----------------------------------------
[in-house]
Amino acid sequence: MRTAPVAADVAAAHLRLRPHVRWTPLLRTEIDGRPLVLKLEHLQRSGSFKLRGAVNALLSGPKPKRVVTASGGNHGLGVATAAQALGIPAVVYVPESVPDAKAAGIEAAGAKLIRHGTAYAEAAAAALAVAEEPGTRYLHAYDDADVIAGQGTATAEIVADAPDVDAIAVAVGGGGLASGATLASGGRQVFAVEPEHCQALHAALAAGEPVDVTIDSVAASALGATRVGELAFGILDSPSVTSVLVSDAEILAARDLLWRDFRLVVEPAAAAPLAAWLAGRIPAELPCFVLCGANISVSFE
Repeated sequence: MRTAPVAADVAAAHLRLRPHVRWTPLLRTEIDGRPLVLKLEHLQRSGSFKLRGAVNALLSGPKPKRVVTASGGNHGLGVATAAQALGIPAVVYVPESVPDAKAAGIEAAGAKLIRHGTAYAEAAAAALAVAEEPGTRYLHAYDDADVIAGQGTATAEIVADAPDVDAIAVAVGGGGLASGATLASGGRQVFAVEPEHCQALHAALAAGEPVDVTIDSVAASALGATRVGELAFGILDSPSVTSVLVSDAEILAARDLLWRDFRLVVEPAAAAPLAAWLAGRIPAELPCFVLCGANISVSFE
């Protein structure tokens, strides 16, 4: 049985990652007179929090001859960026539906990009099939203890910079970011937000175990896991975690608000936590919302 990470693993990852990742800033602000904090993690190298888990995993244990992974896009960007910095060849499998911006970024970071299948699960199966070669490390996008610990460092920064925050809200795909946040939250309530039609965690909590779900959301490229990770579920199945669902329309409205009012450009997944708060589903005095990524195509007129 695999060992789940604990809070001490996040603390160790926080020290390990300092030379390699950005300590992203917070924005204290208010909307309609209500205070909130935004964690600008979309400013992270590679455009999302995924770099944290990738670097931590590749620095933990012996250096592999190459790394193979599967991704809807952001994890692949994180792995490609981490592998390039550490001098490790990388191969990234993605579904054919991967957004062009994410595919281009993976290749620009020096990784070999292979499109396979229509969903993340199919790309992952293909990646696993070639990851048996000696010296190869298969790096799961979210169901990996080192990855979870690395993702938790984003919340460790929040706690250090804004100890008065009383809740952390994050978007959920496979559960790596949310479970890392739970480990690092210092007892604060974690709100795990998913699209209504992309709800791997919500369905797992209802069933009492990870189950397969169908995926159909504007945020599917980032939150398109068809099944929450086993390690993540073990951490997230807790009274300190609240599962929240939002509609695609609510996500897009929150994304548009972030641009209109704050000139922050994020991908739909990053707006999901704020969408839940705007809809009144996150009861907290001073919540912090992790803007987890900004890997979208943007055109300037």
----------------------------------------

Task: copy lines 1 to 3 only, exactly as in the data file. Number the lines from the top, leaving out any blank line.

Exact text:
[in-house]
Amino acid sequence: MRTAPVAADVAAAHLRLRPHVRWTPLLRTEIDGRPLVLKLEHLQRSGSFKLRGAVNALLSGPKPKRVVTASGGNHGLGVATAAQALGIPAVVYVPESVPDAKAAGIEAAGAKLIRHGTAYAEAAAAALAVAEEPGTRYLHAYDDADVIAGQGTATAEIVADAPDVDAIAVAVGGGGLASGATLASGGRQVFAVEPEHCQALHAALAAGEPVDVTIDSVAASALGATRVGELAFGILDSPSVTSVLVSDAEILAARDLLWRDFRLVVEPAAAAPLAAWLAGRIPAELPCFVLCGANISVSFE
Repeated sequence: MRTAPVAADVAAAHLRLRPHVRWTPLLRTEIDGRPLVLKLEHLQRSGSFKLRGAVNALLSGPKPKRVVTASGGNHGLGVATAAQALGIPAVVYVPESVPDAKAAGIEAAGAKLIRHGTAYAEAAAAALAVAEEPGTRYLHAYDDADVIAGQGTATAEIVADAPDVDAIAVAVGGGGLASGATLASGGRQVFAVEPEHCQALHAALAAGEPVDVTIDSVAASALGATRVGELAFGILDSPSVTSVLVSDAEILAARDLLWRDFRLVVEPAAAAPLAAWLAGRIPAELPCFVLCGANISVSFE